Jim was one year old when his family was forced to leave Santa Maria and report to the Tulare Assembly Center. They were incarcerated in the Gila River Relocation Camp. Once in the camp, his dad was imprisoned in Bismark, N.D., and his mom contracted tuberculosis and was moved back to a hospital near Santa Maria, CA. Jim and his siblings were forced to remain in Gila River, where they were raised by their uncle.
|(Photo by Andy Frazer)|
Jim has a surprisingly clear memory of some moments in Gila River even though he was so young at the time. He also has some interesting insights into how his family adapted to moving back to California after the War. Here are some audio recordings of Jim Maeno's memories of the Gila River interment camp, and thoughts about integrating back into society after the family was reunited after the war
- Jim remembers his mom contracting tuberculosis at the Gila River internment camp. He also remembers the coyotes howling during the outdoor movies, and riding around camp in one of the government vehicles. - LISTEN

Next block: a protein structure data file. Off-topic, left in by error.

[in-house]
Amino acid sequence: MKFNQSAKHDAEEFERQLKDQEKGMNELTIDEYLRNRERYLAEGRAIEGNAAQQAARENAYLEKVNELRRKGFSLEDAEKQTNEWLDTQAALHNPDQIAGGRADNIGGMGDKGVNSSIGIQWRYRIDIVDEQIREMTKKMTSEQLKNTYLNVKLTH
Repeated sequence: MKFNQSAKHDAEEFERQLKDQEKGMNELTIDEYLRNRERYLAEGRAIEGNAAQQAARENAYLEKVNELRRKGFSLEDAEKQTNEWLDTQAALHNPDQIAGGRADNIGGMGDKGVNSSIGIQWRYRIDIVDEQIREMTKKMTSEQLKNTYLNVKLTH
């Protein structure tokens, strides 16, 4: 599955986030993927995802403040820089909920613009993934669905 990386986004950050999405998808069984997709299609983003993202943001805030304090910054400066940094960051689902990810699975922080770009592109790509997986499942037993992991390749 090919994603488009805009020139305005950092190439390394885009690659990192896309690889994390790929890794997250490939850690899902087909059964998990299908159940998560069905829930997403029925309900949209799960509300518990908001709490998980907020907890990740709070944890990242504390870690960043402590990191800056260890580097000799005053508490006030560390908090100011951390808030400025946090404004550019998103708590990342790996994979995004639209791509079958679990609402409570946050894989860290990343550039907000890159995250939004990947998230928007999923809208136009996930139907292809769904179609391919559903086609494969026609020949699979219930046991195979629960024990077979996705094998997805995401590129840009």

- Jim's dad was imprisoned in Bismark, N.D. immediately after the family was interned in Gila River - LISTEN
- In Gila River, Jim's siblings were raised by their uncle, who later served in the Military Intelligence Service - LISTEN
- Jim describes how he never learned to speak Japanese because they never felt they were Japanese - LISTEN
- Jim explains why his family never felt they were Japanese, especially after the war - LISTEN
- Jim's dad worked on a farm owned by the Minami family. of Guadalupe, CA. - LISTEN
- Insights about discrimination after returning to Santa Maria (two parts)- LISTEN and LISTEN
- After the war, Jim attended college and then dental school - LISTEN
You can also read the TRANSCRIPT of the above interviews.